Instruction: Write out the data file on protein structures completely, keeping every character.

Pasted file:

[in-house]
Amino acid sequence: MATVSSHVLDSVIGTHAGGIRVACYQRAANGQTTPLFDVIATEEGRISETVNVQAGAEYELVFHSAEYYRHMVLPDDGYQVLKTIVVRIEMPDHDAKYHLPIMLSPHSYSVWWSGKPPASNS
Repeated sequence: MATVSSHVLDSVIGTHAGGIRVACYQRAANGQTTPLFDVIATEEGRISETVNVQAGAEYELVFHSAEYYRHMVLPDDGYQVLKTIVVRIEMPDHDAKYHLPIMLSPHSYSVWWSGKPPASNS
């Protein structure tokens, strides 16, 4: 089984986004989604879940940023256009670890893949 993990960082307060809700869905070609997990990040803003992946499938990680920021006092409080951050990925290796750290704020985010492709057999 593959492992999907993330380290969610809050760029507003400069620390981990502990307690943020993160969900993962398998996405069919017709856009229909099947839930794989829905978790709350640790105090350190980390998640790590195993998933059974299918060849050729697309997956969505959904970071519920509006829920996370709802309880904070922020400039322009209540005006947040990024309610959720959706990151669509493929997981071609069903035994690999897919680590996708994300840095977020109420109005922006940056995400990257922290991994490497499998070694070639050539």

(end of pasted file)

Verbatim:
[in-house]
Amino acid sequence: MATVSSHVLDSVIGTHAGGIRVACYQRAANGQTTPLFDVIATEEGRISETVNVQAGAEYELVFHSAEYYRHMVLPDDGYQVLKTIVVRIEMPDHDAKYHLPIMLSPHSYSVWWSGKPPASNS
Repeated sequence: MATVSSHVLDSVIGTHAGGIRVACYQRAANGQTTPLFDVIATEEGRISETVNVQAGAEYELVFHSAEYYRHMVLPDDGYQVLKTIVVRIEMPDHDAKYHLPIMLSPHSYSVWWSGKPPASNS
């Protein structure tokens, strides 16, 4: 089984986004989604879940940023256009670890893949 993990960082307060809700869905070609997990990040803003992946499938990680920021006092409080951050990925290796750290704020985010492709057999 593959492992999907993330380290969610809050760029507003400069620390981990502990307690943020993160969900993962398998996405069919017709856009229909099947839930794989829905978790709350640790105090350190980390998640790590195993998933059974299918060849050729697309997956969505959904970071519920509006829920996370709802309880904070922020400039322009209540005006947040990024309610959720959706990151669509493929997981071609069903035994690999897919680590996708994300840095977020109420109005922006940056995400990257922290991994490497499998070694070639050539």